Aerial Photography and My Creative Ailment

I took these photos somewhere between Salt Lake City, Utah and Carmel, California

For as long I can remember, my creative life has been victim to a very specific strain of malady. It's the kind of ailment that has made me feel special, but in a bad way. 

What I'm talking about is a disposition that some of you may relate to, so I will attempt to transcribe it in a way that makes the most sense to the most people: Have you ever created something 'unique,' whether it be a scribbled sentence in a notebook, a well-thought-out-and-worked-on-drawing, or a series of photographs and really, truthfully thought that you'd made something important? That you'd hit some ancient and universal undertone to the human condition that had, up until that time, gone unnoticed? That you'd, at the very least, done something that hadn't been done before, only to stumble upon the same technique, concept, or aesthetic days later in someone else's work? Only to find that your once 'unique' creation has, overnight, been reduced to an appropriation, to a mere rowboat that has been capsized by the wake of some cosmic vessel?

Well, I have.  And I've dealt with the unshakable, incredulous embarrassment that comes afterward. I've dealt with it over, and over, and over again. Most recently, I dealt with it in Carmel, California after believing that I had invented aerial photography on an Alaskan Airlines flight somewhere over Utah.

I won't tire either of us with a lengthy description of how I 'invented' aerial photography, for it should be clear to both of us that I didn't. All I really did was drink two beers while looking out of the airplane's window, realize that my camera was in the carry-on bag between my legs, and start taking photographs of the landscapes below.  I brought out the camera pretty early into the flight, which allowed me to capture the transition between the snow-capped and desolate mountains of Utah and the concrete labyrinth of civilization-driven roads of California. The problem was this: I hadn’t ever seen anything like the photos I was taking and truly believed I was doing groundbreaking work, that I was discovering an unfound truth while flying at 35,000 feet.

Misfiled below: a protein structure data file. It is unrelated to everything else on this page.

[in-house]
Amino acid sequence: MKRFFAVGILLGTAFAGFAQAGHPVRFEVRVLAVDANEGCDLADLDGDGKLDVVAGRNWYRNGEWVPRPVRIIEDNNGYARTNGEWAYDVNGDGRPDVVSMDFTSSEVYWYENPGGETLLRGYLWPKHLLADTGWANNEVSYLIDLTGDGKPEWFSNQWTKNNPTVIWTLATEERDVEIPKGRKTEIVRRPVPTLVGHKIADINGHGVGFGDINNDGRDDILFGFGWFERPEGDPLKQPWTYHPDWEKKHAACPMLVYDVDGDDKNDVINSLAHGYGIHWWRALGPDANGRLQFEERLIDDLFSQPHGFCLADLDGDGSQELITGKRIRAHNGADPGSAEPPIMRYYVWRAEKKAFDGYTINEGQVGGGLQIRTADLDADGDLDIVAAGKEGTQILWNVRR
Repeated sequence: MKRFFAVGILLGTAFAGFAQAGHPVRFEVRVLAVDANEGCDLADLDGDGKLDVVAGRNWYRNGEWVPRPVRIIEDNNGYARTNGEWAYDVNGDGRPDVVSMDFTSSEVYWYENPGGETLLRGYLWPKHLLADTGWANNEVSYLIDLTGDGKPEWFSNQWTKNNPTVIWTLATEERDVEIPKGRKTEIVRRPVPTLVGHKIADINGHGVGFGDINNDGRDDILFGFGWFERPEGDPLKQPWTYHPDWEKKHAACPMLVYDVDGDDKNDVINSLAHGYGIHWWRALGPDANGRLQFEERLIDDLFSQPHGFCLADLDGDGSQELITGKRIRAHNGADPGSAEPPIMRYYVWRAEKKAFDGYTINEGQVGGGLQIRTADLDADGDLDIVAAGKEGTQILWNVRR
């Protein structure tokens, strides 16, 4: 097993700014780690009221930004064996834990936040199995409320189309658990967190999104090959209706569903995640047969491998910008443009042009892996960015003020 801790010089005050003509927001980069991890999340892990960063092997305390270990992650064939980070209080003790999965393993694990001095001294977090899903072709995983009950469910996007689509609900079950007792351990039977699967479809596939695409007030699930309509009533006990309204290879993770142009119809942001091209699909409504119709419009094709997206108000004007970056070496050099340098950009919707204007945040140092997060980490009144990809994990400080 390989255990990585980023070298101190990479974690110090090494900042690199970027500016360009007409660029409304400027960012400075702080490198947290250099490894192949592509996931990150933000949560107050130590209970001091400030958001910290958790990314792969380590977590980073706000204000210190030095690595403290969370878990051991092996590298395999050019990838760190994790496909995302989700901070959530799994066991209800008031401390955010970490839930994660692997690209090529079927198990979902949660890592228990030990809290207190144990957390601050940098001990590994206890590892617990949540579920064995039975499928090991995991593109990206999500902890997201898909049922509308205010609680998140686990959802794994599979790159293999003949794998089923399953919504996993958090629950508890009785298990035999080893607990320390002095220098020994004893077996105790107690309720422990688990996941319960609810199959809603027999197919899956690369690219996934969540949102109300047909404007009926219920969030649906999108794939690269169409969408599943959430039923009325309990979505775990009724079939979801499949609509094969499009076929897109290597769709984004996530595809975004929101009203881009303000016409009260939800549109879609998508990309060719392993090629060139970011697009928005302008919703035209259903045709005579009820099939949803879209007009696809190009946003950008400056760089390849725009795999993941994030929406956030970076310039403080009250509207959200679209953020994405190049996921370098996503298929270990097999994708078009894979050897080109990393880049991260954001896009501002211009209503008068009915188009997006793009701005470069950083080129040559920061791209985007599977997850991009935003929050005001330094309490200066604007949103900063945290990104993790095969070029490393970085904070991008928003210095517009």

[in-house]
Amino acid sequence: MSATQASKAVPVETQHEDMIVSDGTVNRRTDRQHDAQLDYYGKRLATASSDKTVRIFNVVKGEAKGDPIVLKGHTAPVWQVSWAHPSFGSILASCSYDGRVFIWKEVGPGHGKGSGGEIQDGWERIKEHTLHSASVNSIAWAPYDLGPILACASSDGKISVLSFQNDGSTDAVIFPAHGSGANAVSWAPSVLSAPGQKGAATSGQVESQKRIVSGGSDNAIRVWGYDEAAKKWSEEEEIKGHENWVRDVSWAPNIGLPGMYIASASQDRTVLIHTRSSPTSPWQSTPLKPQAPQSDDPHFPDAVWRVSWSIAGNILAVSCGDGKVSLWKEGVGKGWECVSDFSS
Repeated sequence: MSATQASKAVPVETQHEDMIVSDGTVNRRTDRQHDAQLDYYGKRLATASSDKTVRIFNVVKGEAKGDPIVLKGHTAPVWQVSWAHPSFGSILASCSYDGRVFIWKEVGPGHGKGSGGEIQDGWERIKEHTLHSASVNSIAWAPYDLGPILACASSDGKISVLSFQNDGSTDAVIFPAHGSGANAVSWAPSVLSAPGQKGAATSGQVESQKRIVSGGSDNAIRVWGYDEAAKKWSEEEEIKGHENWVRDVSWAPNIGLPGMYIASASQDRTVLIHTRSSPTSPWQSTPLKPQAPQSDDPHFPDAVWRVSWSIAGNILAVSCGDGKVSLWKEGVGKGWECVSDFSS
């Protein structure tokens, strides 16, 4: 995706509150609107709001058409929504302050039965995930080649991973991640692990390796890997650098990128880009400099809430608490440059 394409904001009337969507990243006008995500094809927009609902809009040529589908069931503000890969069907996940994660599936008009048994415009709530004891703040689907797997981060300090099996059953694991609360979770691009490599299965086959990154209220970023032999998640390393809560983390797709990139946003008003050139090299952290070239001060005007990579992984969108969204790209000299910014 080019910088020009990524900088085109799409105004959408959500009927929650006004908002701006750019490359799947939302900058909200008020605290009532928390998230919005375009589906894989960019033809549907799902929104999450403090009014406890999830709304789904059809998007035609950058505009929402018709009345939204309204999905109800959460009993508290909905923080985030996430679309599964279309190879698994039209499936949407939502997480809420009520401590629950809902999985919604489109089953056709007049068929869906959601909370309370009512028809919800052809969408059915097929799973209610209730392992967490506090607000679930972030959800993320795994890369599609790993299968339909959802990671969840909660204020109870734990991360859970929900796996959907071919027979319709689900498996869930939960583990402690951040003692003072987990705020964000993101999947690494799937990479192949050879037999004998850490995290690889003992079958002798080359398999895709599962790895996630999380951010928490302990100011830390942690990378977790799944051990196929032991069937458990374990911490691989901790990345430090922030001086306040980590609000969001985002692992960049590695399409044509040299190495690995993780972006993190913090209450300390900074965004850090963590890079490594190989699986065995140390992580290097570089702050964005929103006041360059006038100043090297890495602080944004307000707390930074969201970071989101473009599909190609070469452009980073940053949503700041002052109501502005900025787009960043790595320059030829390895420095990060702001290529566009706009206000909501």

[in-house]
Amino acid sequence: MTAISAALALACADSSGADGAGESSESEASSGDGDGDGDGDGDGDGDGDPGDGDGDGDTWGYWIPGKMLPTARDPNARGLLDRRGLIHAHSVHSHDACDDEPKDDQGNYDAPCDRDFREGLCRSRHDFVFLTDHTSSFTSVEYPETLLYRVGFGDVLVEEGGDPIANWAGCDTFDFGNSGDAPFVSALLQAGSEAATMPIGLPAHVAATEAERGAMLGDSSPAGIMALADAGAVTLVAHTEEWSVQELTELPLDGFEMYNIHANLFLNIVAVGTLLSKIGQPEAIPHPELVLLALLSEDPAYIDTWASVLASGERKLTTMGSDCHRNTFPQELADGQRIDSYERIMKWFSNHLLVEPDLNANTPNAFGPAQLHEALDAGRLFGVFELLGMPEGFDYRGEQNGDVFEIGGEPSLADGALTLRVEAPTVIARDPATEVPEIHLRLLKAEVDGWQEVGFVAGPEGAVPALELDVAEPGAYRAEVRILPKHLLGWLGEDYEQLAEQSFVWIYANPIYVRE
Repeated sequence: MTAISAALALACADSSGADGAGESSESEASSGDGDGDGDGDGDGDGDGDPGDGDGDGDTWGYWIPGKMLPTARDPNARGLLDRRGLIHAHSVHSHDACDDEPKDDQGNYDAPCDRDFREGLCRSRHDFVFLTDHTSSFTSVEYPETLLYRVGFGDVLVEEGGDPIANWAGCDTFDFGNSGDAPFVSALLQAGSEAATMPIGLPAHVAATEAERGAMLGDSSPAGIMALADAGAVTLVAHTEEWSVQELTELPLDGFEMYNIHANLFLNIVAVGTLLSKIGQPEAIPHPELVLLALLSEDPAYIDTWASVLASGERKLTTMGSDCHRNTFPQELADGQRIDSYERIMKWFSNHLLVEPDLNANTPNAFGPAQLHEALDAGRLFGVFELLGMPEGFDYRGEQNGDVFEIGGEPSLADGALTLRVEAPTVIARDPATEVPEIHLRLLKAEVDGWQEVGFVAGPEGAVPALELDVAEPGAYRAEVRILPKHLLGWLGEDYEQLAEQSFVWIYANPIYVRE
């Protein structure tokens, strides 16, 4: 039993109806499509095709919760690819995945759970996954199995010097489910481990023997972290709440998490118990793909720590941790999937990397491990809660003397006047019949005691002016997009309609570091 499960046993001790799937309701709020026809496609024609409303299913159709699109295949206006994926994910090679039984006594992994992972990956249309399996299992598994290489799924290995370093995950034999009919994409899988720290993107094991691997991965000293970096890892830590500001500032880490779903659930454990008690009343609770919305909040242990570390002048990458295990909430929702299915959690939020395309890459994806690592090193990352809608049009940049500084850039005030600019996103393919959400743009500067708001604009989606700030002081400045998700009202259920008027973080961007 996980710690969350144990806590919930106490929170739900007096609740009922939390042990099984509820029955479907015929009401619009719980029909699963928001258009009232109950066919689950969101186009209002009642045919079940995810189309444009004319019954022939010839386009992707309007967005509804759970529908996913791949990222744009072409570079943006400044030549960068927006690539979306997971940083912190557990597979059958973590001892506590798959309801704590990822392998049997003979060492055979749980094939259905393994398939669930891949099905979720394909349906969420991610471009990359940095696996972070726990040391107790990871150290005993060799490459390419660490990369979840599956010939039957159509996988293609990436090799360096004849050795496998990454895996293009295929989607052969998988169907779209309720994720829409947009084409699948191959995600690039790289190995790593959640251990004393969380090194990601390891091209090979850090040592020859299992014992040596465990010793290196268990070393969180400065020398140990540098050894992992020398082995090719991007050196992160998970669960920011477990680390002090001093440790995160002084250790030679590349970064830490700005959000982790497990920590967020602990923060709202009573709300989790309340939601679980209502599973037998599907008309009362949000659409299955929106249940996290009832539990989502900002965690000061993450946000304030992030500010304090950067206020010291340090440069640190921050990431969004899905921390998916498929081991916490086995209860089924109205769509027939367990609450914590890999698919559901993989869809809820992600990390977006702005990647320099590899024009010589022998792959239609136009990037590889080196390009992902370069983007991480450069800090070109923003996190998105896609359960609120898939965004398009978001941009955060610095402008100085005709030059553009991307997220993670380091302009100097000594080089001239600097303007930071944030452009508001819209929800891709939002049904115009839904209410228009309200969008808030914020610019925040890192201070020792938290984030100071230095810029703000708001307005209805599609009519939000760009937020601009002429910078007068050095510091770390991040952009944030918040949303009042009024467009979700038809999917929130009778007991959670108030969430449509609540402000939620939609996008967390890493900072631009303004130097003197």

But something happened to me when I landed in Carmel that would seriously hinder my supposed ‘originality,’ as has happened so many times before.  

The day after the flight, I was walking around the beautiful town of Carmel, rather aimlessly, when I stumbled into a photography shop. Now, up until this point, I had been entirely unaware of Carmel’s photographic history; unaware of the fact that Ansel Adams had lived there during the height of the f/64 group’s popularity.  I spoke with the shop owner for a while, and she introduced me to the beautiful black & white nudes of Ruth Bernhard, whose first published book of photography was financed and printed by the shop owner’s mother.  Taking me into a back room, she showed me several original Ansel Adams prints and told beautiful stories of his time in Carmel.

While we were talking about her shop’s historical importance, I was still riding high on the wave of aerial photographs I took the day before, imagining myself as one of these famous and well-respected photographers she had on her wall. I was even thinking about showing her a few photographs of my own, thinking maybe she would be blown away by my aerial abstractions.  Then, however, she took me into another room and crushed my soul.